What to Do If PTSD Makes Dental Visits an Ordeal

12 March 2020


When you face stresses every day as a First Responder or have undergone a traumatic event, it can be not just some big events that can be triggering, but the everyday events you just can't avoid!

For the good of your whole health, you can't skip the dentist. Read on what to ask a dentist to be prepared, and what you can do to help yourself work through it. Deep breathes - you got this!
- The First Responder Resilience team

Seeing the dentist is not likely to be on anyone’s list of favorite things to do even without an anxiety issue thrown in. But for people with post-traumatic stress disorder (PTSD), going to the dentist—even just for a cleaning—can literally trigger their worst nightmares. PTSD affects about 4% of men and 10% of women in the US, according to the National Center for PTSD. While it’s caused by extreme emotional and/or physical distress, either a single event or prolonged exposure, not everyone who experiences trauma develops PTSD. Emotional or physical abuse, warfare, sexual assault, being in a serious accident or witnessing a violent crime can lead to the condition. But even something that was intended to be beneficial, such as being held down for a necessary medical procedure as a child, can cause it. Some people may not even realize that they have PTSD until a later situation calls up the distressing memory or feelings. It’s easy to understand how dental visits can be a problem for people with PTSD. Your senses are assaulted by smells, sights and sounds that can raise feelings of alarm—even for people without PTSD—as soon as you walk into the office. When you’re in the dental chair, it can feel like you’re trapped—while the dentist’s and dental assistant’s hands and tools near your mouth and nose can make you feel as if you might suffocate. And if it also seems like your dentist isn’t understanding or appreciating your distress, anxiety can escalate into full-blown panic. Dental patients have been known to grab their dentist’s hands, hit their dentists…even run from the room. As you know, skipping checkups and dental procedures is not a good solution for your teeth or your overall health. Instead, here are some tactics that can help…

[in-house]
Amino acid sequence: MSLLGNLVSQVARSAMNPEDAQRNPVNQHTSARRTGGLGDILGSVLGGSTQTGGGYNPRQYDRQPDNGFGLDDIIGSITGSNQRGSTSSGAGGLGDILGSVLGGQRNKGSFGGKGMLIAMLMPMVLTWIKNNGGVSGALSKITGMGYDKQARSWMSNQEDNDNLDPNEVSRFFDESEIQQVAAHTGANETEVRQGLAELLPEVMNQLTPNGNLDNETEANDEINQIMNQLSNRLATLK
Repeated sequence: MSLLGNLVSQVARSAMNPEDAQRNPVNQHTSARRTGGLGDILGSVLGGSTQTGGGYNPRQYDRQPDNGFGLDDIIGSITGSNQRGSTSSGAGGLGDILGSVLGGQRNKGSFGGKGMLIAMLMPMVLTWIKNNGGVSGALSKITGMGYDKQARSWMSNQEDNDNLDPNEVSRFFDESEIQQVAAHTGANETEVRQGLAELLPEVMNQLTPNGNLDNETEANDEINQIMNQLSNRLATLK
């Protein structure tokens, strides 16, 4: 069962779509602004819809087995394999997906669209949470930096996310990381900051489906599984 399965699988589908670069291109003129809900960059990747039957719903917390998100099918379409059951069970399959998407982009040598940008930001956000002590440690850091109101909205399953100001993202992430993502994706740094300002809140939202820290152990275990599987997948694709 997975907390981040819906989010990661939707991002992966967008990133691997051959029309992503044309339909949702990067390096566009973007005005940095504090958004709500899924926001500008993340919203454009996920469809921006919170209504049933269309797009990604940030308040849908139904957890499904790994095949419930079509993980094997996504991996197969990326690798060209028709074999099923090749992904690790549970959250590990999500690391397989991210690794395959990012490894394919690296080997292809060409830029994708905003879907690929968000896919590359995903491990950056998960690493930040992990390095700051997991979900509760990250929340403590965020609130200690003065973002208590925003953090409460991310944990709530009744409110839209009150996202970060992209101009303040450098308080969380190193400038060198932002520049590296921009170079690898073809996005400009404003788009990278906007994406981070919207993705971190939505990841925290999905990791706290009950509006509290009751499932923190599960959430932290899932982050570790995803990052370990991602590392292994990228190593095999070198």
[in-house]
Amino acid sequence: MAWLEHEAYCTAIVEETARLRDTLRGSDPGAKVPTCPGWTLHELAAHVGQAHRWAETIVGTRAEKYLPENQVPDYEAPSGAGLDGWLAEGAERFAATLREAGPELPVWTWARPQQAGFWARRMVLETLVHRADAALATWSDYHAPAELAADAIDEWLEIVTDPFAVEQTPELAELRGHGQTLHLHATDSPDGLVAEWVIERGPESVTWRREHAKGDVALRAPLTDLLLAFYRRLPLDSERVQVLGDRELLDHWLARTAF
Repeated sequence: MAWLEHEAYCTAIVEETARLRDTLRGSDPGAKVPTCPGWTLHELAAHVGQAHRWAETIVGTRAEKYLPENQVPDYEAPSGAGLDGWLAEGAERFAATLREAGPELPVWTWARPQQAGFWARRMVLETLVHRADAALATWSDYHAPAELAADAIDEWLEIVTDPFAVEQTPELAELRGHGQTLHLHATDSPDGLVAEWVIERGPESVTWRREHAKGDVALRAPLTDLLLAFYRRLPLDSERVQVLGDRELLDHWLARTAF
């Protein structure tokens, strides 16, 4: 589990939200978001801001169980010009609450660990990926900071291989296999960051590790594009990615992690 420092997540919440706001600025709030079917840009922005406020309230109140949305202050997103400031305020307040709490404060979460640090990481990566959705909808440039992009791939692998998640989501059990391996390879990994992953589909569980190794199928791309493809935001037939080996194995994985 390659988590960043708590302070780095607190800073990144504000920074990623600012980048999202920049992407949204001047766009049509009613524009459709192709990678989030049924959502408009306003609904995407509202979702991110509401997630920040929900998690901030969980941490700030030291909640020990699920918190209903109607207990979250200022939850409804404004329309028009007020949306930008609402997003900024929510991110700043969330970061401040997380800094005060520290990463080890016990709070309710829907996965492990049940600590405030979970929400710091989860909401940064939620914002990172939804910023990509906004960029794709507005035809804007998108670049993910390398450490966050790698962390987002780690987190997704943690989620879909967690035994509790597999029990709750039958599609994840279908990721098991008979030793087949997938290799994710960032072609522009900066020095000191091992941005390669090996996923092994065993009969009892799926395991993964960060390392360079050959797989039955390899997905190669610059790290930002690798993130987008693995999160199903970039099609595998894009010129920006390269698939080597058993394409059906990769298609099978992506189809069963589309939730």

• Try to establish a rapport with your dentist, such as by phone or with an in-person consultation, before your first visit. Explain that you have PTSD…that it can easily come to the fore in a dentist’s office…and that you’d like to enlist the dental staff’s understanding and help to keep that from happening. Even just creating a relationship with your dentist this way can help you relax more when you go back for a cleaning or other work.
  • Explain to your dentist what helps you feel more at ease. For instance, during procedures, do you like to be told exactly what is going to be done before or while it’s happening…or, the opposite, would you prefer not to be told the details? Would you like all of the dental tools laid out within your sight so there are no surprises…or would you prefer that they remain out of your vision? Many patients are more relaxed at the dentist if they wear a headset to listen to music. Working out such details ahead of time can help you feel more in control of the visit. (And discussing it ahead of time gives you the opportunity to assess how well your dentist listens to and understands your needs—or to find someone else if you’re not satisfied.)
  • Since dental work might bring up long-suppressed or forgotten traumas, establish ahead of time that you may need to take short breaks to calm down.
  • Discuss with your dentist the possibility of taking an anxiety medication such as Xanax before appointments, especially before the first few visits.
  • If you’re especially sensitive to pain and are concerned that a local anesthetic won’t be sufficient, taking an over-the-counter pain reliever such as ibuprofen before your procedure can help.
  • Some dentists try to help their anxious patients stay calm by using dim lighting…playing relaxing music…or offering sunglasses, headphones, electric blankets and hand warmers. (When you’re cold, you’re more likely to feel anxious.) If your dentist doesn’t do these things, consider bringing your own headset and/or sunglasses, and dress warmly.
  • Measured, slow breathing also can help you feel less anxious.

If none of the above help enough, or if your PTSD is complicated by other considerations such as severe dental phobia or a strong gag reflex, discuss with your dentist being sedated during your appointments.